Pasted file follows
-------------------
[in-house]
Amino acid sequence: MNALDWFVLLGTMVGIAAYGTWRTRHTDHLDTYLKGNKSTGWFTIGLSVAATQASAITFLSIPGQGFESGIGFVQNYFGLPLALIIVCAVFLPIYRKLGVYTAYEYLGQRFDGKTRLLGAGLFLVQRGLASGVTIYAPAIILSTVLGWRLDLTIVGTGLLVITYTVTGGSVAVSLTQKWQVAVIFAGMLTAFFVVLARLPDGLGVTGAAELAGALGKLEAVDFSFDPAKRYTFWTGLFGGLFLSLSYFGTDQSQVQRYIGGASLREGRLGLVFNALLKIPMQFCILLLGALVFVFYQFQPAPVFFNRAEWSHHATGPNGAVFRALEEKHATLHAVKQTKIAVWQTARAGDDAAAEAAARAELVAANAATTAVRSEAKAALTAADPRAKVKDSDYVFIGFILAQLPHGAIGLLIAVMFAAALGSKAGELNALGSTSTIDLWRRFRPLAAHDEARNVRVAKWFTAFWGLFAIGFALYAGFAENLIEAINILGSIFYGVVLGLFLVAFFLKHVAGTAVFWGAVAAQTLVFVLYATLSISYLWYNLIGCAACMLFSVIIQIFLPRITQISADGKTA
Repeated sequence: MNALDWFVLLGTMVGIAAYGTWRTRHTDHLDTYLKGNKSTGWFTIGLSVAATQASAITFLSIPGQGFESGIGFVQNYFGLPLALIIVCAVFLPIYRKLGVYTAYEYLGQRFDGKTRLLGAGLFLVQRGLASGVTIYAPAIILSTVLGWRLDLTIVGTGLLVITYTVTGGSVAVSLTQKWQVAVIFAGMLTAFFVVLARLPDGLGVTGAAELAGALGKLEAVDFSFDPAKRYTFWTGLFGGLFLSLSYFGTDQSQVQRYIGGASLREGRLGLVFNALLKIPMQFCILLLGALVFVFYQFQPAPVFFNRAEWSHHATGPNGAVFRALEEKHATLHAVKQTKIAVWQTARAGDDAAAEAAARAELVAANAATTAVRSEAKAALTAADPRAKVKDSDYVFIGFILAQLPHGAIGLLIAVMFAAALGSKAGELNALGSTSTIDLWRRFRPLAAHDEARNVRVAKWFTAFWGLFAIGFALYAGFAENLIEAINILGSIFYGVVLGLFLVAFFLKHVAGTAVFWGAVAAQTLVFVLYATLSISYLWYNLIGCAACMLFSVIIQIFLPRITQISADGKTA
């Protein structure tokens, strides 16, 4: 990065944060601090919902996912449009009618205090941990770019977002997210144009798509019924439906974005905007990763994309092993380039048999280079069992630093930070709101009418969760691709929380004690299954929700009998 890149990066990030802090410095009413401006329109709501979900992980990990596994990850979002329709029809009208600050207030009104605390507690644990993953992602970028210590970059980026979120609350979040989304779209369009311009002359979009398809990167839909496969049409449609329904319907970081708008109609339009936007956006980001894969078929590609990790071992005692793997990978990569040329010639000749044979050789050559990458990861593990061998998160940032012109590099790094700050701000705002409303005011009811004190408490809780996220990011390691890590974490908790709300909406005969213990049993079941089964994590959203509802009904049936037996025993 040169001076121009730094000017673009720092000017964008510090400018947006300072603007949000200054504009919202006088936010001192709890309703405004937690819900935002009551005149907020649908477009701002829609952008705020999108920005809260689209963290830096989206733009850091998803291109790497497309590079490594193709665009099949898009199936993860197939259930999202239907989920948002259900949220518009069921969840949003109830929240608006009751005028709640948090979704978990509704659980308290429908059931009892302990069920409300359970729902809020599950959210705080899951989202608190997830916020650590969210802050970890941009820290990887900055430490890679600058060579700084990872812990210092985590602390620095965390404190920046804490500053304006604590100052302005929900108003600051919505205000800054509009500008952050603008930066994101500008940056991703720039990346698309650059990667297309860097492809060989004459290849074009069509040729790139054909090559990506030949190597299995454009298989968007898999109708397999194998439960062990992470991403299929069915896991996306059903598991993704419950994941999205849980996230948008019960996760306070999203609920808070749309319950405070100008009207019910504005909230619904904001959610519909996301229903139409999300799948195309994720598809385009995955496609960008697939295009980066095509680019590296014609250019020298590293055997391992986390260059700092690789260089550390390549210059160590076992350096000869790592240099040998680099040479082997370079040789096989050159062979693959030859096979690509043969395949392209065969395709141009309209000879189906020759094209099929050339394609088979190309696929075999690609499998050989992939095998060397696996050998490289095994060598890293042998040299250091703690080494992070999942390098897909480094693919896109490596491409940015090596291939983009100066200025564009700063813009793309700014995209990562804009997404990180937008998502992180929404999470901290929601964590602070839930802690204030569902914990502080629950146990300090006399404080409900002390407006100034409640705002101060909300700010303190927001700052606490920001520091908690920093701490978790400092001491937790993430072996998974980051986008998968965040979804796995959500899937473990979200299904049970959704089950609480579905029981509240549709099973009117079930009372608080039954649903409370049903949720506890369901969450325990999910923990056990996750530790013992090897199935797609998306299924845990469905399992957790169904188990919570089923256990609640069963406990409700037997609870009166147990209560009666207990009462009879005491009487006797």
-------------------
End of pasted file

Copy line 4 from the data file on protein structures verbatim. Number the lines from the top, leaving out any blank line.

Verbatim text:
């Protein structure tokens, strides 16, 4: 990065944060601090919902996912449009009618205090941990770019977002997210144009798509019924439906974005905007990763994309092993380039048999280079069992630093930070709101009418969760691709929380004690299954929700009998 890149990066990030802090410095009413401006329109709501979900992980990990596994990850979002329709029809009208600050207030009104605390507690644990993953992602970028210590970059980026979120609350979040989304779209369009311009002359979009398809990167839909496969049409449609329904319907970081708008109609339009936007956006980001894969078929590609990790071992005692793997990978990569040329010639000749044979050789050559990458990861593990061998998160940032012109590099790094700050701000705002409303005011009811004190408490809780996220990011390691890590974490908790709300909406005969213990049993079941089964994590959203509802009904049936037996025993 040169001076121009730094000017673009720092000017964008510090400018947006300072603007949000200054504009919202006088936010001192709890309703405004937690819900935002009551005149907020649908477009701002829609952008705020999108920005809260689209963290830096989206733009850091998803291109790497497309590079490594193709665009099949898009199936993860197939259930999202239907989920948002259900949220518009069921969840949003109830929240608006009751005028709640948090979704978990509704659980308290429908059931009892302990069920409300359970729902809020599950959210705080899951989202608190997830916020650590969210802050970890941009820290990887900055430490890679600058060579700084990872812990210092985590602390620095965390404190920046804490500053304006604590100052302005929900108003600051919505205000800054509009500008952050603008930066994101500008940056991703720039990346698309650059990667297309860097492809060989004459290849074009069509040729790139054909090559990506030949190597299995454009298989968007898999109708397999194998439960062990992470991403299929069915896991996306059903598991993704419950994941999205849980996230948008019960996760306070999203609920808070749309319950405070100008009207019910504005909230619904904001959610519909996301229903139409999300799948195309994720598809385009995955496609960008697939295009980066095509680019590296014609250019020298590293055997391992986390260059700092690789260089550390390549210059160590076992350096000869790592240099040998680099040479082997370079040789096989050159062979693959030859096979690509043969395949392209065969395709141009309209000879189906020759094209099929050339394609088979190309696929075999690609499998050989992939095998060397696996050998490289095994060598890293042998040299250091703690080494992070999942390098897909480094693919896109490596491409940015090596291939983009100066200025564009700063813009793309700014995209990562804009997404990180937008998502992180929404999470901290929601964590602070839930802690204030569902914990502080629950146990300090006399404080409900002390407006100034409640705002101060909300700010303190927001700052606490920001520091908690920093701490978790400092001491937790993430072996998974980051986008998968965040979804796995959500899937473990979200299904049970959704089950609480579905029981509240549709099973009117079930009372608080039954649903409370049903949720506890369901969450325990999910923990056990996750530790013992090897199935797609998306299924845990469905399992957790169904188990919570089923256990609640069963406990409700037997609870009166147990209560009666207990009462009879005491009487006797």